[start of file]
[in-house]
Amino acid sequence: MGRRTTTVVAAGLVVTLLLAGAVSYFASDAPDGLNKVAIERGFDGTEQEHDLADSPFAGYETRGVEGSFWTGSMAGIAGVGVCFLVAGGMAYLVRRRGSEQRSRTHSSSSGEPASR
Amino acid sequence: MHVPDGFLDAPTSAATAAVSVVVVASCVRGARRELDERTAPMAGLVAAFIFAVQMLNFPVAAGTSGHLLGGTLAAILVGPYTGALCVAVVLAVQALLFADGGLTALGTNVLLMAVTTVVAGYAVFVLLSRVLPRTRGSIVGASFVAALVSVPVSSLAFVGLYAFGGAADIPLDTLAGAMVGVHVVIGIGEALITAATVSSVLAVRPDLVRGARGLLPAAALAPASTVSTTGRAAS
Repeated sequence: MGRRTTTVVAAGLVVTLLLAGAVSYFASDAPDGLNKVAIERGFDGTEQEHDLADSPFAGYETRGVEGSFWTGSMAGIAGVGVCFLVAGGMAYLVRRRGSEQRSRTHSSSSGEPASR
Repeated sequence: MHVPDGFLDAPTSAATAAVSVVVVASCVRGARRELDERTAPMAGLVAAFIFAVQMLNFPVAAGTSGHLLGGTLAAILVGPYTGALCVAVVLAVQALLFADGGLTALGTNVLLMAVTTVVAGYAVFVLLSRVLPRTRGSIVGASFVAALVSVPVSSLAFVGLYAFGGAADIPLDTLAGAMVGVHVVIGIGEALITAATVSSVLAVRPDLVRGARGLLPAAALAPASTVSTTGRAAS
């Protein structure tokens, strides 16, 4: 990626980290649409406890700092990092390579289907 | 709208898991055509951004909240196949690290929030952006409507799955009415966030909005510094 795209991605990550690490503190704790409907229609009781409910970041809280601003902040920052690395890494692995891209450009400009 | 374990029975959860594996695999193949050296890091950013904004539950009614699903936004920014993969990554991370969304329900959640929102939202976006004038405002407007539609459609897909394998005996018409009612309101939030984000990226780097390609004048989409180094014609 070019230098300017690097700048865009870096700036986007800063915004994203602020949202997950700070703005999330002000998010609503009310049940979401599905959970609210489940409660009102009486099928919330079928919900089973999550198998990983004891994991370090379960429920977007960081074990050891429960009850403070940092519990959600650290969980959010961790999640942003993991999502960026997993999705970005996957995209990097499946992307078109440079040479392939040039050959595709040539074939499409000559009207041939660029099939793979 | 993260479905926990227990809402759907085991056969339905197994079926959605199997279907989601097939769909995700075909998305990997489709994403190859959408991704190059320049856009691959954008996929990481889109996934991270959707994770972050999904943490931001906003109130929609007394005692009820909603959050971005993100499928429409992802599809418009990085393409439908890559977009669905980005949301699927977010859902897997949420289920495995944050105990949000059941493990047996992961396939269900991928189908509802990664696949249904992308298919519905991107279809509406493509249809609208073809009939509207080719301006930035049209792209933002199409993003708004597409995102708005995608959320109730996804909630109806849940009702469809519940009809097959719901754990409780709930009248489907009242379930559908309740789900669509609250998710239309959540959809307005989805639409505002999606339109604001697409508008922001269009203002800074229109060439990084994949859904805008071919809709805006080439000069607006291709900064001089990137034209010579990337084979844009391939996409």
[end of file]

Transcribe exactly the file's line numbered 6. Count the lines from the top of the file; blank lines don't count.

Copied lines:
């Protein structure tokens, strides 16, 4: 990626980290649409406890700092990092390579289907 | 709208898991055509951004909240196949690290929030952006409507799955009415966030909005510094 795209991605990550690490503190704790409907229609009781409910970041809280601003902040920052690395890494692995891209450009400009 | 374990029975959860594996695999193949050296890091950013904004539950009614699903936004920014993969990554991370969304329900959640929102939202976006004038405002407007539609459609897909394998005996018409009612309101939030984000990226780097390609004048989409180094014609 070019230098300017690097700048865009870096700036986007800063915004994203602020949202997950700070703005999330002000998010609503009310049940979401599905959970609210489940409660009102009486099928919330079928919900089973999550198998990983004891994991370090379960429920977007960081074990050891429960009850403070940092519990959600650290969980959010961790999640942003993991999502960026997993999705970005996957995209990097499946992307078109440079040479392939040039050959595709040539074939499409000559009207041939660029099939793979 | 993260479905926990227990809402759907085991056969339905197994079926959605199997279907989601097939769909995700075909998305990997489709994403190859959408991704190059320049856009691959954008996929990481889109996934991270959707994770972050999904943490931001906003109130929609007394005692009820909603959050971005993100499928429409992802599809418009990085393409439908890559977009669905980005949301699927977010859902897997949420289920495995944050105990949000059941493990047996992961396939269900991928189908509802990664696949249904992308298919519905991107279809509406493509249809609208073809009939509207080719301006930035049209792209933002199409993003708004597409995102708005995608959320109730996804909630109806849940009702469809519940009809097959719901754990409780709930009248489907009242379930559908309740789900669509609250998710239309959540959809307005989805639409505002999606339109604001697409508008922001269009203002800074229109060439990084994949859904805008071919809709805006080439000069607006291709900064001089990137034209010579990337084979844009391939996409």